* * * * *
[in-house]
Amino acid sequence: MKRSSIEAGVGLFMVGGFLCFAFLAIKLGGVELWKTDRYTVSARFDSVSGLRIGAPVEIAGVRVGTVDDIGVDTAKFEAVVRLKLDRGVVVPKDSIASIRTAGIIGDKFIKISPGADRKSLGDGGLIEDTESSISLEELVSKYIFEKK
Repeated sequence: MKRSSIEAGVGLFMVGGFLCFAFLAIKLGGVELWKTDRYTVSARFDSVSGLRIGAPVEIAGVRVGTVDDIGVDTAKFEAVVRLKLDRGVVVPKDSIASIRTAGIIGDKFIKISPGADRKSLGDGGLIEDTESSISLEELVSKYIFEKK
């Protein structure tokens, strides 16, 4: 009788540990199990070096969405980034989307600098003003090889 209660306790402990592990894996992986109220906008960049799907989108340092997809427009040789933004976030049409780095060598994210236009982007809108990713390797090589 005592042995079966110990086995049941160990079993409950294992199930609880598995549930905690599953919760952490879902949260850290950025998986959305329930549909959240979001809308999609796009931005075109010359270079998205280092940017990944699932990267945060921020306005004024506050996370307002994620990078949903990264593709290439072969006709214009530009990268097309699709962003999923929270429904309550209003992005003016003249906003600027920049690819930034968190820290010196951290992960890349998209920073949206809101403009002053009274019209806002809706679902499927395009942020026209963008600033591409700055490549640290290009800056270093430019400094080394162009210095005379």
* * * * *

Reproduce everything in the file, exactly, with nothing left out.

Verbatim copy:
[in-house]
Amino acid sequence: MKRSSIEAGVGLFMVGGFLCFAFLAIKLGGVELWKTDRYTVSARFDSVSGLRIGAPVEIAGVRVGTVDDIGVDTAKFEAVVRLKLDRGVVVPKDSIASIRTAGIIGDKFIKISPGADRKSLGDGGLIEDTESSISLEELVSKYIFEKK
Repeated sequence: MKRSSIEAGVGLFMVGGFLCFAFLAIKLGGVELWKTDRYTVSARFDSVSGLRIGAPVEIAGVRVGTVDDIGVDTAKFEAVVRLKLDRGVVVPKDSIASIRTAGIIGDKFIKISPGADRKSLGDGGLIEDTESSISLEELVSKYIFEKK
């Protein structure tokens, strides 16, 4: 009788540990199990070096969405980034989307600098003003090889 209660306790402990592990894996992986109220906008960049799907989108340092997809427009040789933004976030049409780095060598994210236009982007809108990713390797090589 005592042995079966110990086995049941160990079993409950294992199930609880598995549930905690599953919760952490879902949260850290950025998986959305329930549909959240979001809308999609796009931005075109010359270079998205280092940017990944699932990267945060921020306005004024506050996370307002994620990078949903990264593709290439072969006709214009530009990268097309699709962003999923929270429904309550209003992005003016003249906003600027920049690819930034968190820290010196951290992960890349998209920073949206809101403009002053009274019209806002809706679902499927395009942020026209963008600033591409700055490549640290290009800056270093430019400094080394162009210095005379």